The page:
Skip to content

Some thoughts on the ‘jurisdiction’ question in the AOD – Voris/RCTV matter

January 9, 2012

Part One

Further to the “jurisdiction” questions being raised about two public statements made by the Archdiocese of Detroit concerning Michael Voris and Real Catholic TV, and with the same provisos in place regarding my earlier posts (here and here) on this matter, it seems to me that some people (a) are unaware that I addressed this question in my earlier blogs; or (b) know of my answer but don’t follow the point I made; or (c) know of and understand my answer, but disagree with it.

Group A, of course, I may simply refer to my original post.

For Group B, perhaps I can rephrase things this way: every time someone asks what “jurisdiction” the AOD has over Voris/RCTV to make the statements it made, they imply, without stating, that the AOD needs “jurisdiction” (however that is to be understood) in order to make the statements it has made. I reject that unstated assumption: the AOD does not need “jurisdiction” over Voris/RCTV in order to make the public statements it has made, most recently, that it “does not regard [Voris/RCTV] as being authorized to use the word ‘Catholic’ to identify or promote their public activities.” Indeed, as declarations of fact, the statements could have been made by anyone with adequate knowledge of the situation; had those persons direct responsibility for the welfare of the Church in their area, their statements would carry all the more weight. In any case, given that Voris resides there and that RCTV programming is produced there, coupled with the fact that AOD is frequently asked about Voris/RCTV, the right of the AOD to make the statements on them, is obvious, I think—this, without any need to find and prove “jurisdiction”.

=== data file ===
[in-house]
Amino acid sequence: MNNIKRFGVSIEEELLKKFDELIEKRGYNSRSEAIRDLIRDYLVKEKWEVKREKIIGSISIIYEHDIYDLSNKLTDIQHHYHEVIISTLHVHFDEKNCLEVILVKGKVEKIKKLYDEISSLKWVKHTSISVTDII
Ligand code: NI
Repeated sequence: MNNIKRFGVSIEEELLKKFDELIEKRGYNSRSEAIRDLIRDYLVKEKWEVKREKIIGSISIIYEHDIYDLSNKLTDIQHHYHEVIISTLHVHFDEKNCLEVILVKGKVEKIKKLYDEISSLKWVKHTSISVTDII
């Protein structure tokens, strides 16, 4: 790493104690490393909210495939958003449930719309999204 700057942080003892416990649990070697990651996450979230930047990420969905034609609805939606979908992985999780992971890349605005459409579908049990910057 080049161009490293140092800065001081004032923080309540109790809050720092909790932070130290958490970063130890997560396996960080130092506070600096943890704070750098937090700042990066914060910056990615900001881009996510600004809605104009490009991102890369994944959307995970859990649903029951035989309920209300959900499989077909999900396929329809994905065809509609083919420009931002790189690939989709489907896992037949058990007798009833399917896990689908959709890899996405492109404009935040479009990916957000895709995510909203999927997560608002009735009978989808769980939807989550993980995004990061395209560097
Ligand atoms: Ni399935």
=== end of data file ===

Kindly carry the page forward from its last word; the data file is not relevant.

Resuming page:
Group C offers several variations on a theme, but I’ll address them jointly.

Let’s suppose, pro arguendo, that some canonical “jurisdiction” is, now or later, needed in order for the AOD to take cognizance of the activities of Voris/RCTV. Okay, well, the jurisdiction of the AOD over Voris, as an individual residing in the archdiocese, would be clear; most of the “jurisdiction” discussion so far, however, seems to be whether the AOD has jurisdiction over the internet project(s) called “RCTV”. It is claimed by some that RCTV is not owned (or controlled, or registered, or etc) by/to anyone residing in the AOD, and therefore, the AOD has no authority over it.

Notice, once again, however, that an implicit assumption is being made, namely, that ownership (or control or registration, etc.) of an internet operation is not just a basis for canonical jurisdiction over a cyber-undertaking, it is the sole basis for the exercise of ecclesiastical jurisdiction, to the exclusion of all others (save Rome, of course). That, folks, is quite a claim, and one not even expressly stated. But it’s there, subtly shaping an answer before the question is fully grasped.